Study question: Are genetic abnormalities in CATSPER (cation channel of sperm) genes associated with idiopathic male infertility with normal semen parameters and, if so, how do they affect male fertility?
Summary answer: A novel copy number variation (CNV) in CATSPER2 causes idiopathic male infertility with normal semen parameters by disrupting the ability of sperm to penetrate viscous media, undergo hyperactivation and respond to progesterone.
What is known already: CATSPER is the principle Ca2+ channel mediating extracellular Ca2+ influx into spermatozoa. Although several case reports have suggested a causal relationship between CATSPER disruption and human male infertility, whether genetic abnormalities in CATSPER genes are associated with idiopathic male infertility with normal semen parameters remains unclear.
Study design, size, duration: Spermatozoa were obtained from men attending the reproductive medical center at Jiangxi Provincial Maternal and Child Health Hospital, Nanchang, Jiangxi, China between January 2014 and June 2016. In total, 120 men from infertile couples and 20 healthy male donors were selected to take part in the study, based on their normal semen parameters.
Participants/materials, setting, methods: CATSPER and KSPER currents were assessed using the whole-cell patch-clamp technique. Whole-genome sequencing and TaqMan® CNV assays were performed to identify genetic variations. The expression levels of genes encoding the CATSPER complex were measured by quantitative real-time PCR and Western blot. Sperm motion characteristics and hyperactivation were examined with a computer-aided sperm analysis (CASA) system. Sperm responses to progesterone, assessed as increases in CATSPER current and intercellular Ca2+ concentrations ([Ca2+]i), as well as inducement of penetration ability and acrosome reaction, were examined by means of whole-cell patch-clamp technique, single-sperm [Ca2+]i imaging, penetration into methylcellulose assay and chlortetracycline staining, respectively.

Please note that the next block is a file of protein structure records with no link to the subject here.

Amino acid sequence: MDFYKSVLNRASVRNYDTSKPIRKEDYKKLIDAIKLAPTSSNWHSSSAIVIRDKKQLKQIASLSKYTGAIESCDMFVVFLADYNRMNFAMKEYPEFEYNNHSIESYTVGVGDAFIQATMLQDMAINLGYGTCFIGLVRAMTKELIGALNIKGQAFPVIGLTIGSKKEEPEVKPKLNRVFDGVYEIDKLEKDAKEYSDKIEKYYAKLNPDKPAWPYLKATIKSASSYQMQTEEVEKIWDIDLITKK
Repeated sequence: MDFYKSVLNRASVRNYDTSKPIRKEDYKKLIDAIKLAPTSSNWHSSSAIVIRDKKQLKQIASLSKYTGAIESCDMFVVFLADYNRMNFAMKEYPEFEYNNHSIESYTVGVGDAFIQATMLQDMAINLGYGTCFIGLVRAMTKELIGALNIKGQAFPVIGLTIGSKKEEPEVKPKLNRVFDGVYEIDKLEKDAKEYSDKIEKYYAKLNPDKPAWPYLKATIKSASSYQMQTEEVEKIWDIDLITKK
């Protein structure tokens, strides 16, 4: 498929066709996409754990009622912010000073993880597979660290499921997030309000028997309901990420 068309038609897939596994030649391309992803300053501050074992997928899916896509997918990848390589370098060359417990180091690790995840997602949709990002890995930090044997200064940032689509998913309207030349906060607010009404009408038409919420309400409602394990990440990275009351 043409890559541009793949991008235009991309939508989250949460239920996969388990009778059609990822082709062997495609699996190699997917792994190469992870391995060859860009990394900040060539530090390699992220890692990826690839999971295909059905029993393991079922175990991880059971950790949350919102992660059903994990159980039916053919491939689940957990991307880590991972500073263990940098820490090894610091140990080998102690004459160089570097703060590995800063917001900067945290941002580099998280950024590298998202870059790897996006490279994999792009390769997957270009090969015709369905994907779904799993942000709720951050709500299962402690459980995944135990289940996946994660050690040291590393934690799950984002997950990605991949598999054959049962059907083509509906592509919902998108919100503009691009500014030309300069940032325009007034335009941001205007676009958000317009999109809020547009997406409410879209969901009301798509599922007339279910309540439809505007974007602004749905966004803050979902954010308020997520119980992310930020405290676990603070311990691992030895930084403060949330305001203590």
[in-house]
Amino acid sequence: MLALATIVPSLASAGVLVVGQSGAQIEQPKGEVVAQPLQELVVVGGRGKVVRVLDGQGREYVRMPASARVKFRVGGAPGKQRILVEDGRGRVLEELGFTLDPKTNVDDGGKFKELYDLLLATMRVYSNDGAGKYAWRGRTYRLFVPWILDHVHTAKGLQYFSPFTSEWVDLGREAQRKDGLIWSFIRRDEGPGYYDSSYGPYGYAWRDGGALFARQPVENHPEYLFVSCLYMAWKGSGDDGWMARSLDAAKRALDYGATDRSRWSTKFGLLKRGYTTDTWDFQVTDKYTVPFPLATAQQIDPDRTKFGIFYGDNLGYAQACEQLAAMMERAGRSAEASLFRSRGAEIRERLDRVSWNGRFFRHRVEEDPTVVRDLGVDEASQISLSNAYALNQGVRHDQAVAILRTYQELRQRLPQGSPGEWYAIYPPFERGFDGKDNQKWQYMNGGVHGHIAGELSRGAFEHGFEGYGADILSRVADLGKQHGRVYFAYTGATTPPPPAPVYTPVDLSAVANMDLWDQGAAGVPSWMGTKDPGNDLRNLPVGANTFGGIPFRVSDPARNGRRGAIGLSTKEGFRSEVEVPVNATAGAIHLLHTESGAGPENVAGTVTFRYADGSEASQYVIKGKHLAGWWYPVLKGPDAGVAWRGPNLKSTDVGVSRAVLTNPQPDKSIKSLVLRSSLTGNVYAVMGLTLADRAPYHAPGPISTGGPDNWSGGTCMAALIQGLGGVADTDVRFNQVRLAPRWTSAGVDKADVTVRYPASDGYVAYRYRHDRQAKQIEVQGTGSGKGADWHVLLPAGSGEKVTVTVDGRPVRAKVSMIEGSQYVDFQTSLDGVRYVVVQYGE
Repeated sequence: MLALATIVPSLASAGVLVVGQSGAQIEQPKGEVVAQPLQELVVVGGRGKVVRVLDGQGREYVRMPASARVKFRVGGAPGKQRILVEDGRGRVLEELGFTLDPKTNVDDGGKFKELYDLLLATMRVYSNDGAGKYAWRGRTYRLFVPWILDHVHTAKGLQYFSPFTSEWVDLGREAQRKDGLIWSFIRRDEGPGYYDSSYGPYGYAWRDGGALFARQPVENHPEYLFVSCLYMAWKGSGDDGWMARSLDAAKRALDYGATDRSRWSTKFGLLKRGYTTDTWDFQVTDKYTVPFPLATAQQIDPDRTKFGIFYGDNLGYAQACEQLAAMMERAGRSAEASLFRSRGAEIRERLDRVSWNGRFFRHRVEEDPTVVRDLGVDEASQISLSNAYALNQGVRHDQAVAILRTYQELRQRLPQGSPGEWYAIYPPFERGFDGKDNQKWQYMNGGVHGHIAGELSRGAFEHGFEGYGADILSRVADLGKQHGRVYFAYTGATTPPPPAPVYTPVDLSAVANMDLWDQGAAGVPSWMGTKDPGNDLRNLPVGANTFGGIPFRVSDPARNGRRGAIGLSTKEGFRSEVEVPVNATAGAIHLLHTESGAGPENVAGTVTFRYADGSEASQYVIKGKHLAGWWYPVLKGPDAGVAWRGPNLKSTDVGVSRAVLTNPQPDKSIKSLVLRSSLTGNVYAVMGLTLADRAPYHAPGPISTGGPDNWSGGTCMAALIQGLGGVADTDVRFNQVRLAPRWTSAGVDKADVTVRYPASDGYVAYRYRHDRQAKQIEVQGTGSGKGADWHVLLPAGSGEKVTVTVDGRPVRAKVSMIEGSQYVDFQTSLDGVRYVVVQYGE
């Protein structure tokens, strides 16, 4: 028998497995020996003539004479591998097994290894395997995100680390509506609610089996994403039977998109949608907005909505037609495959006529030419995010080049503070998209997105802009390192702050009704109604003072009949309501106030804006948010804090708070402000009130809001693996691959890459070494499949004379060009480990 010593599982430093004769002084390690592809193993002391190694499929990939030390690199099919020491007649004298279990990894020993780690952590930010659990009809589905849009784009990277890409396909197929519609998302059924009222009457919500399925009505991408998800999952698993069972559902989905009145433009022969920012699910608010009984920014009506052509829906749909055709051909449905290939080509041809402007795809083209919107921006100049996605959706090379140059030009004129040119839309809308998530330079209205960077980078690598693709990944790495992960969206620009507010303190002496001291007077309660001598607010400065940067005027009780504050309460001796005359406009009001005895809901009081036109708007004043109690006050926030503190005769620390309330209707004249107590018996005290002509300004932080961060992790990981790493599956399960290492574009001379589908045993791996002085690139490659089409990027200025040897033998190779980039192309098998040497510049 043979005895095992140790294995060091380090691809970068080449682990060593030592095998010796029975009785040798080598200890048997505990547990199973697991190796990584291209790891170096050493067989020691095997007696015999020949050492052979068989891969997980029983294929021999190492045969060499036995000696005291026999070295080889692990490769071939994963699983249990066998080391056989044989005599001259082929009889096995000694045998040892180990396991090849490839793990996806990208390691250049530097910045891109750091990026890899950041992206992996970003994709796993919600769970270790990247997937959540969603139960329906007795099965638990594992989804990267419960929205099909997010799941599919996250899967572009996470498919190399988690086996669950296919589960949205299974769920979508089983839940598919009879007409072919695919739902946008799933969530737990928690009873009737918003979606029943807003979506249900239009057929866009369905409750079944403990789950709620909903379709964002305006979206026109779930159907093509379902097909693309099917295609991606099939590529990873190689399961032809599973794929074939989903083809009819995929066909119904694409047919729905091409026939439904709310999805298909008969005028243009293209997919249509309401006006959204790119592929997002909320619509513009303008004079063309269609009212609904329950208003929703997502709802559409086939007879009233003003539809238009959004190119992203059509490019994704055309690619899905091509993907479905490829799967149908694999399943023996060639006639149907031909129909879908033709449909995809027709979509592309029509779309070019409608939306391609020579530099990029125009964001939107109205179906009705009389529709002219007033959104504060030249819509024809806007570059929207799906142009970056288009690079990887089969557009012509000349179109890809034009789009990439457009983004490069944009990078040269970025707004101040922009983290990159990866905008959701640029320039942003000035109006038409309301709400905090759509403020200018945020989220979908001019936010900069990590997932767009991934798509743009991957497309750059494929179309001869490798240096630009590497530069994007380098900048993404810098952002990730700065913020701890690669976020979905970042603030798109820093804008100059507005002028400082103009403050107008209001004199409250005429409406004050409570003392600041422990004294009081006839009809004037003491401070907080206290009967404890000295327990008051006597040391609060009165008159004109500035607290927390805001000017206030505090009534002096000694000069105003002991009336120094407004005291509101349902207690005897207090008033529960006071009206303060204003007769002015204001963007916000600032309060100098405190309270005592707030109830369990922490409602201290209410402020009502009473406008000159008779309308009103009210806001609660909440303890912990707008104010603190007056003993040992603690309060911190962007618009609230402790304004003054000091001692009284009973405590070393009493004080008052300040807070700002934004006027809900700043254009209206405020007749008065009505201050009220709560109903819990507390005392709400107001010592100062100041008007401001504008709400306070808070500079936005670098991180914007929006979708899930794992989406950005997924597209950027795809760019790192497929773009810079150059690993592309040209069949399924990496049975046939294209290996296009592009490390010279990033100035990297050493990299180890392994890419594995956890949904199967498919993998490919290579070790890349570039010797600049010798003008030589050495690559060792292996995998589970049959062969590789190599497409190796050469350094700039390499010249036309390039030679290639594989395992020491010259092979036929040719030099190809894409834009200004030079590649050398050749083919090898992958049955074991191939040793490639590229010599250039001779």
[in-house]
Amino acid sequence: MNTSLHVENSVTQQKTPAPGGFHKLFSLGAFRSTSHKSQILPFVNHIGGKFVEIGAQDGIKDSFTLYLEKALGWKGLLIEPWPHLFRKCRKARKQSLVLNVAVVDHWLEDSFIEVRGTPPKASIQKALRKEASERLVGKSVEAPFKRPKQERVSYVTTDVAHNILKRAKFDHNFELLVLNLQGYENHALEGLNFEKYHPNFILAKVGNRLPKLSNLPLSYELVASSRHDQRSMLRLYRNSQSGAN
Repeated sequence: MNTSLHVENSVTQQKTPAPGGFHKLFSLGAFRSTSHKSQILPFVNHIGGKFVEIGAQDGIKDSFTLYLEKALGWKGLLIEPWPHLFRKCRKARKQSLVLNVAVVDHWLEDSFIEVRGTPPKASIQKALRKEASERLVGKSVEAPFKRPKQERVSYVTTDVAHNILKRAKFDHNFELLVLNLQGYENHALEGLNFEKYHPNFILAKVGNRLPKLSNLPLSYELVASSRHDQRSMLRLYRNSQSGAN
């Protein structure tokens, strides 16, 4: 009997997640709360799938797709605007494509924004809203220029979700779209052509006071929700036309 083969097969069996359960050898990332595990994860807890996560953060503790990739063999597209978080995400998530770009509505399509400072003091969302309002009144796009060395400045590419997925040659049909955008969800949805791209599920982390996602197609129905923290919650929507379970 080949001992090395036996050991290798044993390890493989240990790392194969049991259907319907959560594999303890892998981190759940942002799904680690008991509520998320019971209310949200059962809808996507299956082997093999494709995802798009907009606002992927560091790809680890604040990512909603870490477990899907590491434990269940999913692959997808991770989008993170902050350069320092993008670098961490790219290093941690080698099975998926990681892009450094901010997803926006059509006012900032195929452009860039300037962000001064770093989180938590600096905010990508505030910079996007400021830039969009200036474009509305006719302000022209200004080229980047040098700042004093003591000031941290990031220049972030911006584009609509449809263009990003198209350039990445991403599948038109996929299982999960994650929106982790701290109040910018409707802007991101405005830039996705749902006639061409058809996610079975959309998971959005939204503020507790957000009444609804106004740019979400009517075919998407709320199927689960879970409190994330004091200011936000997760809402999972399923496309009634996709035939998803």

Main results and the role of chance: An infertile man with complete disruption of CATSPER current was identified. This individual has a novel CNV which disrupts one gene copy in the region 43894500-43950000 in chromosome 15 (GRCh37.p13 Primary Assembly, nsv3067119), containing the whole DNA sequence of CATSPER2. This CNV affected the expression of CATSPER2, resulting in dramatically reduced levels of CATSPER2 proteins in the individual's spermatozoa. Although this individual exhibited normal semen parameters, his spermatozoa showed impaired penetration ability, deficient hyperactivation, and did not respond to progesterone, in terms of monovalent current potentiation, [Ca2+]i increase, penetration ability enhancement and acrosome reaction inducement, which may explain the individual's idiopathic infertility.
Large scale data: N/A.
Limitations, reasons for caution: Our novel findings require more cases to support the CATSPER2 CNV identified in this study as a common cause of idiopathic male infertility in patients with normal semen parameters. Therefore, caution must be taken when extrapolating the use of this CNV as a potential biomarker for idiopathic male infertility.
Wider implications of the findings: The findings from the unique human CATSPER 'knockout' model in this study not only confirm the essential roles of CATSPER in mediating progesterone response and regulating hyperactivation in human spermatozoa but also reveal that disruption of CATSPER current is a significant factor causing idiopathic male infertility.
Study funding/competing interest(s): This study was funded by National Natural Science Foundation of China (81771644 and 31400996 to T.L.; 31230034 to X.Z.); National Basic Research Program of China (973 Program, 2015CB943003 to X.Z.); National Key Research and Development Program of China (2016YFC1000905 to T.L.); Natural Science Foundation of Jiangxi, China (20121BBG70021 and GJJ12015 to X.Z.; 20161BAB204167 and 20171ACB21006 to T.L.) and the open project of National Population and Family Planning Key Laboratory of Contraceptives and Devices Research (No. 2016KF07 to T.L.). The authors have no conflicts of interest to declare.
Keywords: CATSPER2; copy number variation; idiopathic male infertility; progesterone response; whole-genome sequencing.
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